The Nuts and Bolts of CoLab

February 16, 2017

In spring of 2016, Mary Davis Hamlin joined the CNE team to lead our initiatives focused on collaboration—CoLab. I recently sat down with Mary Davis to better understand CoLab and the coaching work she does as part of CNE. 

Andrew: What is CoLab?

Mary Davis: CoLab’s purpose is to support folks in all the various ways of collaborating—across sectors, between or within organizations, or within smaller groups or one-on-one. CNE has been doing this kind of work for a long time, so I don’t want to take too much credit, but in the last six months I’ve been leading this focused initiative on collaboration and worked with coalitions and individual organizations, coached executive directors, and conducted training programs. What shape CoLab takes depends on the needs of the organization or individual I’m working with.

Andrew: So, the name, “CoLab,” isn’t just short for collaboration?

Mary Davis: It is. But it also serves a learning lab for us and for our members. We wanted to capture the idea that we’re working to figure these things out alongside others in the community. Hence, the “lab.”

Andrew: That really gets at this idea of CNE and CNE members as “partner practitioners.” We face many of same challenge they do, while helping them through those challenges. What are some of the challenges that organizations face around collaboration?

Mary Davis: Really the challenges are challenges themselves. What I mean by that is a lot of the time people don’t do well at solving problems. We don’t involve the right people. We reIy on ineffective processes. We don’t explore the core interests of different perspectives and bring in data to support it. And we don’t work hard to come up with elegant solutions. In complex times or facing a knotty problem, it is easy to slap a Band-Aid on something. We try quick fixes, but they don’t get much buy-in because they aren’t based on a wise and thorough understanding of the problem. And that’s what we need if we are going to come up with sustainable solutions.

Andrew: Then how do you fix the problem of solving problems?

Mary Davis: This is really what’s at the core of the consulting and facilitation I do as part of CoLab. We used to call it “problem taming,” but really it’s about getting the right people talking about the right issues in the right way. And this often takes an outside perspective, a neutral party. But the effect can be really amazing. By framing the conversation in the right way, we can take a group of people who have been getting nowhere—maybe they’ve spent years talking past each other or really fighting over issues, and suddenly people are sitting around table together speaking to one another, really hearing one another, and working to understand the nuances of the situation. That’s when growth and change begins to pick up momentum. It’s can be quite magical.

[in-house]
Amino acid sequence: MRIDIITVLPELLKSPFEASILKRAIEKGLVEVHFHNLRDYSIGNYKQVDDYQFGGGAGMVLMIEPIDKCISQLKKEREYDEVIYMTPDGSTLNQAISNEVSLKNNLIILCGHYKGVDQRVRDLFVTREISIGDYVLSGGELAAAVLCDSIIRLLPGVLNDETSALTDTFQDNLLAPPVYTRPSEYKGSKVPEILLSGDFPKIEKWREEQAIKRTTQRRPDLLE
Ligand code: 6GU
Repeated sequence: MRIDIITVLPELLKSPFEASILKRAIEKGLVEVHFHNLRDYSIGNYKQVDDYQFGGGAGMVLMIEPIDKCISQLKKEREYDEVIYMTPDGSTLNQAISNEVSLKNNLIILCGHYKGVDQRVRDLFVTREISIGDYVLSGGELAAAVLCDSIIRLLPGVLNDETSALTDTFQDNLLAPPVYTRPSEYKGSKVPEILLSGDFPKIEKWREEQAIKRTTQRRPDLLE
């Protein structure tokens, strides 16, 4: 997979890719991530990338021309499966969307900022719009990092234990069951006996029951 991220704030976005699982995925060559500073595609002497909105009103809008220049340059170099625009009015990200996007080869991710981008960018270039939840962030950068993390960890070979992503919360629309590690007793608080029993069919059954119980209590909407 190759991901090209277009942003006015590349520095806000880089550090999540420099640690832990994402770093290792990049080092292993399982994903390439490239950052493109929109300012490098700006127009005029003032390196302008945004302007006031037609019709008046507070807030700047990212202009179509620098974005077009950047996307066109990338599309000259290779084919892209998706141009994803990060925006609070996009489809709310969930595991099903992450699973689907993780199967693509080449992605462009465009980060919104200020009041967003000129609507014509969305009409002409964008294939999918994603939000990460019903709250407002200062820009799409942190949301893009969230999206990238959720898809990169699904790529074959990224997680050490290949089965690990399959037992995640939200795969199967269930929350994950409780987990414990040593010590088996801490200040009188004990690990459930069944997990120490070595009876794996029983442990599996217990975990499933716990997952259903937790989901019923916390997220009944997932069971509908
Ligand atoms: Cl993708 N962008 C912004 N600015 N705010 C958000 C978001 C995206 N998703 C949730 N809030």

Andrew: In some ways, it sounds like large scale collaboration boils down to working well with others.

Mary Davis: Yeah, that sounds right. A fundamental element of being an effective person, much less a leader, is an ability to work with others towards some sought goals. That might take place across sectors or across negotiation tables or across the dinner table.

Andrew: You’re also a certified coach, which has allowed you develop coaching services as part of CoLab. What does the coaching look like in this context?

Mary Davis: Coaching is one-one-one and I love that. But it’s not a therapy session. It works on an educational model. It provides a highly personalized learning context that’s tailored to fit a client’s personal needs. It’s like a training on steroids, because I get to focus a single learner.

Andrew: Who is coaching for and what do people get out to this experience?

Mary Davis: Anyone could benefit from it. But I work a lot with Executive Directors. A lot of EDs don’t get the opportunity set aside time and place to focus on learning, growth, and intentional thinking around the they face challenges in their work. Coaching offers them a safe setting to do that. For that reason, I don’t set a curriculum. They set their own goals and I tailor sessions to these goals and their learning. I’m really just here to support that process through questions and insights. I love coaching because it allows for really focused learning in a safe setting. And it’s an honor to be with people that allow themselves to become vulnerable and move towards new growth. That’s what’s amazing to me.

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